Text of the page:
Many children respond well to routines, and consistency in parenting can be beneficial for the entire family. Routines provide comfort for parents and children alike, and by applying consistent parenting techniques, children know what to expect when they behave in a certain way. In fact, as I recently explained in this post, fear of the unknown often tops the list of greatest fears for parents and children alike.
Fears of the unknown often manifest as tantrums. Because children are bombarded with changes every single day, establishing consistent daily routines can help minimize the extent of the “unknown” in their lives. Routines can be especially helpful when the child or family is going through a transition, such as giving up a bottle, going to a new daycare, changing schools, moving to a new city, or even meeting a new friend. Routines reduce anxiety and create a sense of predictability, which can provide a sense of comfort and safety in the child’s ever-changing and expanding world.
What’s more, routines also teach children self-control and internal regulation. As Laura Markham, PhD said, “While helping children feel safe and ready to take on new challenges and developmental tasks would be reason enough to offer them structure, it has another important developmental role as well. Structure and routines teach kids how to constructively control themselves and their environments. Structure allows us to internalize constructive habits.”
While routines provide a sense of comfort and safety, and teach children self-control and self-regulation, over-prioritizing routine and consistent parenting can create undue anxiety and an unhealthy rigidity – which is why it is important for parents to find the right balance between consistency and flexibility. Since life is messy, plans change, and things are often out of our control, a certain amount of flexibility is also necessary so that families don’t get derailed when things don’t go as planned.
A flexible approach to parenting gives everyone in the family room to make mistakes, learn and grow. Additionally, flexibility sends the message that the family functions as a team, and not as a dictatorship. You can help show your children that their voice matters, by letting them make choices regarding minor decisions. For instance, if our family’s routine is to order in on Friday nights, we may give each child a turn choosing the restaurant we order the food from. Even if we don’t agree with the choice, the rest of the family learns to be flexible and open-minded about the choice.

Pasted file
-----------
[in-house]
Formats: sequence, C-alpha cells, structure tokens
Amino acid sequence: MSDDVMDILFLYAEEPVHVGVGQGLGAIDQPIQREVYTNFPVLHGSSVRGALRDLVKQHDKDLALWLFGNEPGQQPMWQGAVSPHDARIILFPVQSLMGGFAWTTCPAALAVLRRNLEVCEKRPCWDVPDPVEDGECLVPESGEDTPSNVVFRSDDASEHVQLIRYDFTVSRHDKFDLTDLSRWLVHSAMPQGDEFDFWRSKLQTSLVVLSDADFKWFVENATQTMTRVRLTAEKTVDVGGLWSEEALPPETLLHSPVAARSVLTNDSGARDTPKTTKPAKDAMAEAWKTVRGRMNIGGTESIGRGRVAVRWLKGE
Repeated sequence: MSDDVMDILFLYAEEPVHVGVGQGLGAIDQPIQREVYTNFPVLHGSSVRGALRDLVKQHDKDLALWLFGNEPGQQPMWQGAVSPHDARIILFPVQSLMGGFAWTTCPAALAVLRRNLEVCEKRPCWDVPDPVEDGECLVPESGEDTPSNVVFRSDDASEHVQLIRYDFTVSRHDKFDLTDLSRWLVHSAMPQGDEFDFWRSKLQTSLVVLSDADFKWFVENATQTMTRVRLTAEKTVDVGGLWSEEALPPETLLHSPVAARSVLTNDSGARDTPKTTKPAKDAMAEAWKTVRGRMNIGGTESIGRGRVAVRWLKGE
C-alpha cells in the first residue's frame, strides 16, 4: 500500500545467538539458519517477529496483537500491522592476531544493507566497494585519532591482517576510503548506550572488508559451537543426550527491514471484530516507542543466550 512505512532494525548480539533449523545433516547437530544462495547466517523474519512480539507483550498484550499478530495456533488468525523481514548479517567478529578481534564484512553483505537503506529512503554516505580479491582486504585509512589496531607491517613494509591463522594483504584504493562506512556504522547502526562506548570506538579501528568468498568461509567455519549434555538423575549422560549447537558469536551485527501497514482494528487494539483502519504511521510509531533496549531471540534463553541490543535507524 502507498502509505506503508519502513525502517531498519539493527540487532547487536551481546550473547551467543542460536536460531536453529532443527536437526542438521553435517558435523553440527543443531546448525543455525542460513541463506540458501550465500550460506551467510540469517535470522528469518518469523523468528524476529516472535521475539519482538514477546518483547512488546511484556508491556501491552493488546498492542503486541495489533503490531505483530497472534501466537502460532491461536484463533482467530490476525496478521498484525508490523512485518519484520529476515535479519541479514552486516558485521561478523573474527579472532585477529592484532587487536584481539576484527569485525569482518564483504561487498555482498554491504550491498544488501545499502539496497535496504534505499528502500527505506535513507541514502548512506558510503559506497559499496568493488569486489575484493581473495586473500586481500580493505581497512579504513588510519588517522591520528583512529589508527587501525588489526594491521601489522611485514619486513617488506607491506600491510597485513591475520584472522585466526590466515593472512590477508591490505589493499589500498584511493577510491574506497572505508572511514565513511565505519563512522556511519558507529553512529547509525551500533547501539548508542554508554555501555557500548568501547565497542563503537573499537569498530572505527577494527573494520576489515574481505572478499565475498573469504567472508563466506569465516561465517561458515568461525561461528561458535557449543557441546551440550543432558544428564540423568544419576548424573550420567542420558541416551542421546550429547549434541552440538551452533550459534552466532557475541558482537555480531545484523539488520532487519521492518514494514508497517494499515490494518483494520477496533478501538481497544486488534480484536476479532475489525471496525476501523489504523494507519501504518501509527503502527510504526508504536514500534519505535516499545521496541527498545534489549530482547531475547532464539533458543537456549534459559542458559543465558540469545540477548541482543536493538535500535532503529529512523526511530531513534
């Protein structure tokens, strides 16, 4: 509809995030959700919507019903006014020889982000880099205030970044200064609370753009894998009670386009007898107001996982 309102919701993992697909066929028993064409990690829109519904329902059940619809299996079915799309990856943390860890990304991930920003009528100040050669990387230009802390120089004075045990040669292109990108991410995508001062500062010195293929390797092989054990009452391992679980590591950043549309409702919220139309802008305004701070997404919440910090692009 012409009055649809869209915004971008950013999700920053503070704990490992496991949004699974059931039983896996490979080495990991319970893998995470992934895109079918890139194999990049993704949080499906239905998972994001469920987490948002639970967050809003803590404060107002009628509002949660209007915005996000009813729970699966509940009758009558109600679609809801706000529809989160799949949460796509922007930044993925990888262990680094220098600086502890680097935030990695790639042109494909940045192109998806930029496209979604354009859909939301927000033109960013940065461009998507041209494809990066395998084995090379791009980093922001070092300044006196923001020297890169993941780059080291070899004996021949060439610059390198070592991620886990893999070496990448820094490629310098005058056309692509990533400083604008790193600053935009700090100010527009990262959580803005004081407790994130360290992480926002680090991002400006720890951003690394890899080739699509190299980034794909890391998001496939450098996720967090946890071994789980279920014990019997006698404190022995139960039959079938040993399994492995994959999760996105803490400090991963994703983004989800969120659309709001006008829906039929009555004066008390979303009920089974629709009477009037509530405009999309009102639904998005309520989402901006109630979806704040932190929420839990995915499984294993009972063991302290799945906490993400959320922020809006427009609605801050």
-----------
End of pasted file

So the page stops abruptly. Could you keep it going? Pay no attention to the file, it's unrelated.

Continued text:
Flexibility teaches children to be adaptable and can teach them the importance of being open-minded. If a child is overly reliant on routines, he or she will be less able to adjust to life’s changes. Additionally, teaching your children to be adaptable and open-minded can help build resilience as a family, so that you are all better equipped to handle life’s pitfalls and challenges.
Not to mention the fact that flexibility in parenting can also make your job as a parent a little easier. Much of parenting is trial and error; we learn on the job after all. So it is helpful to be able to change course when we find out something isn’t working. For instance, if you create a practice piano after school routine, but after a few weeks, you realize that one of your children needs a short break after school in order to decompress, it might be necessary to change your tune about that routine. What’s more, sometimes we parents do make mistakes. By leaving room for flexibility in our family routines and parenting beliefs, we can learn from those mistakes and move forward.
“So much of parenting is trial and error. Instead of being locked into one particular way of parenting, we can be free to try something different or think about things in a different way. Not everything will work for your family, and that is OK! Being open to learning and growing as a parent may allow you to meet each of your kids in a way that works best for them.” – Nicole Schwartz, MA, LMFT
So how does a parent find the right balance? Well, consistency in your core beliefs will guide you on when and how to be flexible. Ask yourself: would a variation from the routine or the consistency still be in line with my core beliefs? If yes, then perhaps your family would benefit from a more flexible approach to the situation. For instance, if staying up a couple hours later on a Saturday night so the family can watch the Olympics together or go for a sunset stroll on the beach fits to your goal of enjoying family recreation, then perhaps a flexible approach to bedtime on those nights is beneficial.
By being aware of your goals, core beliefs, and consistently prioritizing those, you can work toward striking the right balance between routine and flexibility for your family.